confront the officials of an association such as ours. For this reason
I am venturing to suggest that there is a step which we might take, and
which would, in my opinion, go a long way toward making our group the
cohesive and constructive agency which it should be, if we are to make
the most of this profession to which we are devoting the better part of
our lives. I hope I will not be misunderstood when I venture the opinion
that the Association is not beginning to take advantage of the opportunities
which lie before it. This is not a criticism of present or past officials
or, in fact, of individuals of any kind. I believe that the reason is
to be found solely in the structure of our organization which suffers
from an inherent defect that has long since been recognized by many business
and trade groups, as well as by all the more established professions.
To come directly to the
point, I think you will agree with me that every group organization which
has achieved conspicuous results has at least one or more paid full time
persons on its staff, and in my opinion this is the most vital step which
lies before the American Association of Law Libraries. We members, and
this includes the officials, are hard pressed at all times by the tasks
which lie before us in connection with our specific libraries, and regardless
of what our intentions may be we are not able to think out problems of
the group as a whole first, but must delegate them to second place at
least, and frequently we dismiss them altogether. In a busy age like our
own this is inevitable, and the proof of this lies in the experience of
many other groups which have found it necessary to take the step which
I am proposing.
To one side of us exists
the highly organized and the decidedly effective general library profession,
and its organization has certainly suggested some of the things which
we may do for our particular field, although in a specialized way and
on a smaller scale. On the other side we have the legal profession, one
which has been somewhat reluctant to organize and act cooperatively, but
is rapidly passing into a new phase, a notable example of which is the
new State Bar movement which is gaining considerable momentum. Still a
third professional group come in contact with our daily work, particularly
in the case of law school libraries, and this is the teaching profession
behind which stands the highly organized academic world. Recent developments
in the organized life of the teaching profession have played an important
part in the raising of their standards and in obtaining the type of recognition
which is more and more coming to them. In the case of all of these three
professions we will generally find that the individual members receive
higher recognition, both as to standing and as to financial remuneration.
In my opinion all of these
things go together and the one thing in which probably all law librarians
agree, namely, that they are not adequately paid, depends for its alleviation
upon much persistent constructive work including the appropriate education
of those to whom we are responsible in order that they may appreciate
our needs and give adequate support to our work. In this, all of the active
members of our profession should join, but if we are to be intelligent
about it we must also create an instrumentality adapted to our needs and
to the age in which we live in order that we may confidently expect genuine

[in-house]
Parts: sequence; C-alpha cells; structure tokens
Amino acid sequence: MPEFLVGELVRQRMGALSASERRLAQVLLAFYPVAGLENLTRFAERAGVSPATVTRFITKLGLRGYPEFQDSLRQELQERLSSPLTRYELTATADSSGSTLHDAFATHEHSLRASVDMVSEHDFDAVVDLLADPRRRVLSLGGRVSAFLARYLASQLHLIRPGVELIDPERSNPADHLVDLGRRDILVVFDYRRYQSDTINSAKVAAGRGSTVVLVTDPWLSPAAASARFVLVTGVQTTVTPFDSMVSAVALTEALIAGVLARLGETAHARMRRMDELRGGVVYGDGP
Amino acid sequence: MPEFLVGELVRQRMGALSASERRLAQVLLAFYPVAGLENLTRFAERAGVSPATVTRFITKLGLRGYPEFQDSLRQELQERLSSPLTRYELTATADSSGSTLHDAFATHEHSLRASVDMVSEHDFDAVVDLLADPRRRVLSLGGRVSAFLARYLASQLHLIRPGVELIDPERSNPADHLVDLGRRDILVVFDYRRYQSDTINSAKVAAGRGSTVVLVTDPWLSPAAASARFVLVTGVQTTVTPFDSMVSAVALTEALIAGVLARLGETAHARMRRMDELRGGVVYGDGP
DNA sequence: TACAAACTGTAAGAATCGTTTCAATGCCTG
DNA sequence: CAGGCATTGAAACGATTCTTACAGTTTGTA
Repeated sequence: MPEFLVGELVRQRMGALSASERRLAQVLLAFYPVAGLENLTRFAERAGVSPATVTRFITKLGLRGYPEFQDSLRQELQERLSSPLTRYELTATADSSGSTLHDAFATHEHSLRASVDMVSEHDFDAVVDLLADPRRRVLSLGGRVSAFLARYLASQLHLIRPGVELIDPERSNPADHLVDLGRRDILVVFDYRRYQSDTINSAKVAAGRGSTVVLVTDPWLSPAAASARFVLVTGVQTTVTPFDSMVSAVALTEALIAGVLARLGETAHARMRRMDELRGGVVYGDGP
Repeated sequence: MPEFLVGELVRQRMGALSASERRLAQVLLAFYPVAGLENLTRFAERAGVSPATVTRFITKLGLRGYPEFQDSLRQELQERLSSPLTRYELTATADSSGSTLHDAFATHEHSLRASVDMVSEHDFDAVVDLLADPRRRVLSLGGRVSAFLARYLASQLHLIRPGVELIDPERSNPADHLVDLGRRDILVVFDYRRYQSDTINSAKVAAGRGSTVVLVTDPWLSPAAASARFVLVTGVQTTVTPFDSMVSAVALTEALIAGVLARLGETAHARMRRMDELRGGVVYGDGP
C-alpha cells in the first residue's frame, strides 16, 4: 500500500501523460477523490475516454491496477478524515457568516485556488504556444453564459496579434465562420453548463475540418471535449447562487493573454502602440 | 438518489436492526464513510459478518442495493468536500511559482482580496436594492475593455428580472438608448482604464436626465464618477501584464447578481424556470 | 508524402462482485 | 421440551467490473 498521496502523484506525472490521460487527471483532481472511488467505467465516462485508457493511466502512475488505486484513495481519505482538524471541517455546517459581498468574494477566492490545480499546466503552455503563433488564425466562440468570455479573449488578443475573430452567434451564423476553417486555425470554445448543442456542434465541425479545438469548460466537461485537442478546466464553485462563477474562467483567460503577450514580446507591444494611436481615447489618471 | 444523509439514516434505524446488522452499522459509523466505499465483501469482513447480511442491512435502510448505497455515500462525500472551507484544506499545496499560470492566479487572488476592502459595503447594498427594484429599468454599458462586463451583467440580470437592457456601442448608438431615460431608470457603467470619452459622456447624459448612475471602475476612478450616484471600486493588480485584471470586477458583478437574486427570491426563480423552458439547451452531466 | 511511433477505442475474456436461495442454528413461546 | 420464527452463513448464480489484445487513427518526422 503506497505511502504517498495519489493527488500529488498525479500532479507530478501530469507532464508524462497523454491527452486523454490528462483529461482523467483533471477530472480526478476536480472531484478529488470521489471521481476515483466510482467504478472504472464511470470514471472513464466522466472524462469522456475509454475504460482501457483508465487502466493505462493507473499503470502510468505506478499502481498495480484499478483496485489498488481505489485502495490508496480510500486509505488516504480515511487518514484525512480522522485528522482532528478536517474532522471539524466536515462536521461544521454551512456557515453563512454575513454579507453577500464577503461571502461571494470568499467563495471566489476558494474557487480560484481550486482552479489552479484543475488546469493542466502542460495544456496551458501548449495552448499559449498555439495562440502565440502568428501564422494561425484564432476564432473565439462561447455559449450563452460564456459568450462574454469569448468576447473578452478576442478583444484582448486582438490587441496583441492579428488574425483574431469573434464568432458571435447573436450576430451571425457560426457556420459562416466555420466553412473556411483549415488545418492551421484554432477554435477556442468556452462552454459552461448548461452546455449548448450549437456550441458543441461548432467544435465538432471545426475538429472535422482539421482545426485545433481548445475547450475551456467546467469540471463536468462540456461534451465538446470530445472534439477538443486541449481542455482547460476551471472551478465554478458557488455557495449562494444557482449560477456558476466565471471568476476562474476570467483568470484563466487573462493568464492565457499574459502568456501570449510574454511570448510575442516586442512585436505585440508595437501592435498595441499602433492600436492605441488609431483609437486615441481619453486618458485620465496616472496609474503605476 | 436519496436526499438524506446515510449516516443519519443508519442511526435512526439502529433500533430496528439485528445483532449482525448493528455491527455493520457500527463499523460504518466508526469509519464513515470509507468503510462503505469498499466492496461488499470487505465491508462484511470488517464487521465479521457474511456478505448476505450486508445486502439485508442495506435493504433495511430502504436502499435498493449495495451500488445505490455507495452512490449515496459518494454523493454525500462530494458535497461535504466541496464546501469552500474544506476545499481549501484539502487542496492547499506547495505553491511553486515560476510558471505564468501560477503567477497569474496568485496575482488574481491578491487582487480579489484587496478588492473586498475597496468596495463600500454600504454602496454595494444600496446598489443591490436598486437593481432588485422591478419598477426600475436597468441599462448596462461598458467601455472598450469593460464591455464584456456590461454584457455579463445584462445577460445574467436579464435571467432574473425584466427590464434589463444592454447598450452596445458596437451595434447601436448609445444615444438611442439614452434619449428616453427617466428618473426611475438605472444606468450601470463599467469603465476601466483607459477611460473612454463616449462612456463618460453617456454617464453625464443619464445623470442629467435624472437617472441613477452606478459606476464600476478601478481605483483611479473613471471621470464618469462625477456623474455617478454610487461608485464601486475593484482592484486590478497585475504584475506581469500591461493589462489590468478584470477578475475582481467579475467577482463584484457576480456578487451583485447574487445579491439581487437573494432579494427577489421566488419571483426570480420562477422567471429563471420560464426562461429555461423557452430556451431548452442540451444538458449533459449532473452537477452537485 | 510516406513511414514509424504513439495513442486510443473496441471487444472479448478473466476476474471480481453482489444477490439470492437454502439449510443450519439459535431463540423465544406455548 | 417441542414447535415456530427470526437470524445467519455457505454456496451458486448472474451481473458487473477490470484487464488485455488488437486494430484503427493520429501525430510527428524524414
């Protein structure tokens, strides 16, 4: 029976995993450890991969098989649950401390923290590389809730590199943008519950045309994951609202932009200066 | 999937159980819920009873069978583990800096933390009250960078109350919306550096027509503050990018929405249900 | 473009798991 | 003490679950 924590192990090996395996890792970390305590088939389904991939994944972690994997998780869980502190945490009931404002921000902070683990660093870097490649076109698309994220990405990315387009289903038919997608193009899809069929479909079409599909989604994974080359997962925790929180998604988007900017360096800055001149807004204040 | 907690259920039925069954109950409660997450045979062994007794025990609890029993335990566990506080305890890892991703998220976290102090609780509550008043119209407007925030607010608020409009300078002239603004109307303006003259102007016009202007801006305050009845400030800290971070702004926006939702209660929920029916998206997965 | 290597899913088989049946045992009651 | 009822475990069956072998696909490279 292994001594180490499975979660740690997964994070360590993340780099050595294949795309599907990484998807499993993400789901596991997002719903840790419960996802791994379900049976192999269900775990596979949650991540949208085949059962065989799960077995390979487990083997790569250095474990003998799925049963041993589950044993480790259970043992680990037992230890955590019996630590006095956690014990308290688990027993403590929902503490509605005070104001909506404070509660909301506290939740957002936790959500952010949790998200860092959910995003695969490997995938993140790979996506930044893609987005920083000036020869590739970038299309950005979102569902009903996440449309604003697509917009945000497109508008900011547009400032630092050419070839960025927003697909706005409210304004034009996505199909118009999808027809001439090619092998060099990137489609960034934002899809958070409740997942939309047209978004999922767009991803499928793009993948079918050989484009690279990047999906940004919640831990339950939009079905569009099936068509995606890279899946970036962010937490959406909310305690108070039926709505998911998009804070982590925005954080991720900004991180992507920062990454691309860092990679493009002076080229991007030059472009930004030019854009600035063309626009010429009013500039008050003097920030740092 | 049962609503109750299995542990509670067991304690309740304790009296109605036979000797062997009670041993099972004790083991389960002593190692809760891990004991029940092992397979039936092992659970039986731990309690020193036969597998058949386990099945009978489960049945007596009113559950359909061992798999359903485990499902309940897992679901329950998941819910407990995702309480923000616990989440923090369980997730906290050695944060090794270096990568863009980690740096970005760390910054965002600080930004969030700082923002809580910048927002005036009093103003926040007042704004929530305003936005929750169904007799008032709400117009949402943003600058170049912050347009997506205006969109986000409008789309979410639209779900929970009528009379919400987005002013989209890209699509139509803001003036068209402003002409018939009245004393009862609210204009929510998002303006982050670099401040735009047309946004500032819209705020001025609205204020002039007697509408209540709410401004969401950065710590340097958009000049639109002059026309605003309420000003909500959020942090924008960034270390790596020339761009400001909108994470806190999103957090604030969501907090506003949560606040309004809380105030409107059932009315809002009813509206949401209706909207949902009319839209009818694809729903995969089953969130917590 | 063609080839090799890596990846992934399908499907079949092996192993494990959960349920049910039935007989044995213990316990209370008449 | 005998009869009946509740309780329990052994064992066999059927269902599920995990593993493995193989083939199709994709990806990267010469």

I do not wish to be misunderstood
as advocating the elimination of the voluntary officials, and of the voluntary
work, nor am I minimizing the substantial results which have been accomplished
in the past. In my opinion all of this voluntary effort could be enhanced
one hundred per cent if there were a minimum staff on the job at all times
to see that if any initiative were once taken the program proposed should
be carried out to its logical conclusion. Under the set up that I envision
individual initiative and endeavor would in no case be supplanted, but
every effort would be made to encourage the members to undertake necessary
tasks, and the Association would only engage in such work as could best
be handled from some central headquarters. In other words the policy would
be to encourage, augment and coordinate the work of all those engaged
in law library administration and development.
I have no doubt that you
can visualize the things that you could accomplish this year if you could
formulate a general program for your term of office in the knowledge that
there would be a staff available to see that the program was carried out.
I can think of many things that the Association could do if we had such
full time interested officials as I have in mind, but I will only burden
you here with the briefest mention of some that occur to me at the moment.
1. Obviously the Journal
should be continued as at present, although it might be enlarged to advantage
as the scarcity of technical material on law library administration is
apparent to anyone who has had occasion to look for information of this
2. In my opinion there is
a crying need for a bulletin, preferably in print form, but if this is
impossible mimeographing would serve the purpose. Such a bulletin should
contain current notices of interest to law librarians and comments and
items regarding libraries where the information would be of interest to
other librarians. It should also contain a list of current legal publications,
including pamphlets, giving the author, title, publisher, source and price,
and other data whenever possible. If this information were regularly gathered
together by some central agency it would save much time and trouble on
the part of individual librarians, who must at present scan a vast amount
of current material in order to keep themselves posted, and then are bound
to overlook many items of interest. We as law librarians should have some
means of knowing that everything being published in our field will come